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Preston woman reveals what life is like with multiple personality disorder

Written by on July 9, 2020

A woman living with multiple personality disorder has spoken about the stigma around the condition.

Rachel Phoenix, 33, from Preston, was diagnosed with depression at 12 but was later told that she actually had multiple personality disorder (MPD) also known as unstable emotional personality disorder.

She says the stigma towards the mental illness is prevalent even amongst other mental health sufferers with many misnomers about what MPD is and how it manifests.

Rachel now runs Rise and Shine, a mental health support group, with Adam Graham, as she tries to raise awareness of what it is really like to live with MPD.

“The hardest thing to deal with in terms of MPD is the lack of understanding,” Rachel told LancsLive.

“There’s so much stigma and misunderstanding, I remember seeing websites that were supposed to support people with MPD and they were basically making us out to be manipulative and cruel.

“Some website told the partners of MPD sufferers to run and ‘never look back’ saying we are just horrific and need to be left alone.

“It’s just wrong and hurtful.”

Rachel was diagnosed with MPD in 2012.

Rachel was first diagnosed with depression and anxiety when she was just 12 years old.

But her diagnosis continued to change as she got older and she knew that her mental health issues went a lot deeper.

Rachel said: “My emotions were always a lot more intense then you would expect with someone with depression.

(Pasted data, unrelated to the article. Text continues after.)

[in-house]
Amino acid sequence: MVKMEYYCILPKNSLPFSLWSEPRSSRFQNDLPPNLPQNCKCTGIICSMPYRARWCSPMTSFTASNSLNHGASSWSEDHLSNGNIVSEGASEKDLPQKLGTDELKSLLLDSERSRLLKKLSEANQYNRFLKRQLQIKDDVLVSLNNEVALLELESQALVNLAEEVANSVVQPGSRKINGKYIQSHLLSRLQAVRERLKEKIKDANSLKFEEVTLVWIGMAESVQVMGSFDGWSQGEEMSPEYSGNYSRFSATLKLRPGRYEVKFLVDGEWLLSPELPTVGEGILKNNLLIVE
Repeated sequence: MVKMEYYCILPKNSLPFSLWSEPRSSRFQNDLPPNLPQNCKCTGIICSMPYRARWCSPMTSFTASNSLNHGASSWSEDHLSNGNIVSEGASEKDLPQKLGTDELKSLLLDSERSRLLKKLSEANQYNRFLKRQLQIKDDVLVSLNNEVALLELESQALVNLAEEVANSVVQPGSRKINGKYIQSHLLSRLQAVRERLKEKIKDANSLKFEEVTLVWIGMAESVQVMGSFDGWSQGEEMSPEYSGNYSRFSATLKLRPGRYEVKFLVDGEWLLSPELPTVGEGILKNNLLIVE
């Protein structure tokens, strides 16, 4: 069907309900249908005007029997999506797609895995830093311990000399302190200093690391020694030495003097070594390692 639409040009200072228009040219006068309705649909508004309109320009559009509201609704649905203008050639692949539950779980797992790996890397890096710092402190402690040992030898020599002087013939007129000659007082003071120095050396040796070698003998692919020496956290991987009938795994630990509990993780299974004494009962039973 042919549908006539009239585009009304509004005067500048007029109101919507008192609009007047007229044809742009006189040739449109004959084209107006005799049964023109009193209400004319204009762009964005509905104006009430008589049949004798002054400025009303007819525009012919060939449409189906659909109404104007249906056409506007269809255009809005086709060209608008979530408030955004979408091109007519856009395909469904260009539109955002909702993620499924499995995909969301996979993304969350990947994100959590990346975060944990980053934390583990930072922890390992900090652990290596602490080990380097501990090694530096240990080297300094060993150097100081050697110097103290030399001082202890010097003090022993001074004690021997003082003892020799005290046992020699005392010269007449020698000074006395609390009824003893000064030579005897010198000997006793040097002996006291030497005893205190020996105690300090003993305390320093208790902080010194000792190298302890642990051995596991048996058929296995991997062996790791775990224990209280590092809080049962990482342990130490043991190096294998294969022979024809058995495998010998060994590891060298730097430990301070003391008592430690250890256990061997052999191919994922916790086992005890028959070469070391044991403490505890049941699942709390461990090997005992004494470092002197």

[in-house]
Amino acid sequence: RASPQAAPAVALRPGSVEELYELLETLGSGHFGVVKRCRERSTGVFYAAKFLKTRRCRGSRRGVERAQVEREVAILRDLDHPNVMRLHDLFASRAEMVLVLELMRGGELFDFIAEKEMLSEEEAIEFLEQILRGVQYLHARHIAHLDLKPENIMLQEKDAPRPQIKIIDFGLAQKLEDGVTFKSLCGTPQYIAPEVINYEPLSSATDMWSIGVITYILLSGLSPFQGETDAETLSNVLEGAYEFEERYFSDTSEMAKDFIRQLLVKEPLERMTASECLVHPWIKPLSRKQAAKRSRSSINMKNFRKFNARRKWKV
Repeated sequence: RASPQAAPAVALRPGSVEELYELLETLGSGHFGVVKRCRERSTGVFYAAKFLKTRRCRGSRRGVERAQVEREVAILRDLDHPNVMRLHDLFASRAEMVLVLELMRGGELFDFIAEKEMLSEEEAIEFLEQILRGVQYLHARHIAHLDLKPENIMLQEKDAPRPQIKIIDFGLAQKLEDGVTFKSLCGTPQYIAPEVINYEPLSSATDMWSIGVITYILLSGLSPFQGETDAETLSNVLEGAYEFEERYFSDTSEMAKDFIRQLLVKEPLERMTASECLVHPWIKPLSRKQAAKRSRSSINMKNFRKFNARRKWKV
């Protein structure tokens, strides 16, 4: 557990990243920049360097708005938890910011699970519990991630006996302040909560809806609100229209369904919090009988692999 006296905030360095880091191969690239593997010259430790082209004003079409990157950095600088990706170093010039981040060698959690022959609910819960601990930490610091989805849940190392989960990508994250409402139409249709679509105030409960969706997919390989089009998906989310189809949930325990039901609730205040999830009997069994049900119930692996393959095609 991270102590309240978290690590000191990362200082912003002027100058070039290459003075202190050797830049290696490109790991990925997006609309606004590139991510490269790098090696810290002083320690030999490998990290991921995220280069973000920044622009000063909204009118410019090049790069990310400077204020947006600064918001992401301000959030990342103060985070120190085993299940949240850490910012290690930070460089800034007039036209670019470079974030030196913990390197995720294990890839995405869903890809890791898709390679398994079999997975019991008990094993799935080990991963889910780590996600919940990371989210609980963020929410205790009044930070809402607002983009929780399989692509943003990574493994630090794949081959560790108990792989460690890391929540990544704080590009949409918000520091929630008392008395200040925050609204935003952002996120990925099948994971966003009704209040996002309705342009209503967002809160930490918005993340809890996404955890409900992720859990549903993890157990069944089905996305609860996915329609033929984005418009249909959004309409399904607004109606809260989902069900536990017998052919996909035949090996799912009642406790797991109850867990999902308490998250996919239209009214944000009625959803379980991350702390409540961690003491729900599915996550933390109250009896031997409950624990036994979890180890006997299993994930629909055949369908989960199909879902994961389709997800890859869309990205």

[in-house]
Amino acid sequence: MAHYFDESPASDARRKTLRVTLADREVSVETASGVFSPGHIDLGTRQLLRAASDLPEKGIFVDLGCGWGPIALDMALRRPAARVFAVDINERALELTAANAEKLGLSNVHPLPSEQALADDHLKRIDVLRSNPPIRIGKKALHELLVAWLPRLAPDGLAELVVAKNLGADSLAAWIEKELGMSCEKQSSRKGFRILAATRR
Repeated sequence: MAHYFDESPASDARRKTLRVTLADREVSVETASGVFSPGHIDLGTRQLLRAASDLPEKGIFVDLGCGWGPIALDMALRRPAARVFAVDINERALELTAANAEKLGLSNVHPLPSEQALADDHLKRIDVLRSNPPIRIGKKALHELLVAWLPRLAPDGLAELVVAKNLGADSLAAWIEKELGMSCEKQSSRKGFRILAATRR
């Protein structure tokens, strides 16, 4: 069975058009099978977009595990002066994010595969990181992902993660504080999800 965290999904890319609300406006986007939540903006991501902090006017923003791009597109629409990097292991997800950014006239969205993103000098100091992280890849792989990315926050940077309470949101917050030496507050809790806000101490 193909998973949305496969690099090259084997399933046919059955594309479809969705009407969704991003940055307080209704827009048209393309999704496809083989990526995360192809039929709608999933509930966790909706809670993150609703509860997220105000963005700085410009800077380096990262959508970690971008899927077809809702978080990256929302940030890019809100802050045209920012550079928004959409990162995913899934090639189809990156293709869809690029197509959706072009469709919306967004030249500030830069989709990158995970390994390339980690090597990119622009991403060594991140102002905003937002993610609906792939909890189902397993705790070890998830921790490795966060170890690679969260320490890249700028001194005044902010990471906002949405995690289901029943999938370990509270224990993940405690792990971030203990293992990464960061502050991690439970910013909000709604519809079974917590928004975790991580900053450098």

“Things that would irritate most people might make me really sad and possibly angry, there was something a little bit different with me.

“When I was older I got diagnosed with bipolar disorder.”

Rise and Shine founders Adam and Rachel.

Rachel kept experiencing terrible lows and extreme emotions which eventually led to doctor’s diagnosing her with MPD.

The stigma started almost immediately for Rachel. She says that people misunderstand the illness just from its name and the way it was portrayed in films and the media.

“People think the ‘borderline’ part of the name comes from the idea that people are literally between personalities,” said Rachel.

“It actually comes from the idea that people are between psychosis and neurosis.

“In England it is more often called unstable emotional personality disorder but that is a bit of a mouthful.”

Rachel with her husband John.

To be diagnosed with MPD you must meet five out of nine behavioural traits.

These include black and white thinking, strong reactions to feeling abandoned, suicidal thoughts and extreme mood swings.

Rachel said: “I was shown to have all nine of those.

“I have black and white thinking, its one thing or the other, it can be quite difficult to see any of the inbetween.

“I have quite intense mood swings, I can go through many in the space of a day, my temper used to be quite bad and my husband would bear the brunt of that.

“The feeling of emptiness and suicidal thought are the hardest thing to cope with, the suicidal thoughts can last for years.”

In March 2019 Rachel and her friend Adam set up Rise and Shine which started as a healthy lifestyle club but rapidly changed into a mental health support group.

Before lockdown Rachel led weekly meetings in Preston, offering help and support to others living with mental illnesses.

She now runs four virtual meetings each week on Skype, taking place on Monday, Tuesday and twice on Thursday.

“We know what it feels like to have mental health problems, so we can relate,” said Rachel.

“We are here to help people overcome their problems but also to overcome stigma.”

If you are concerned about your mental health or someone else, please contact the Samaritans on 116 123.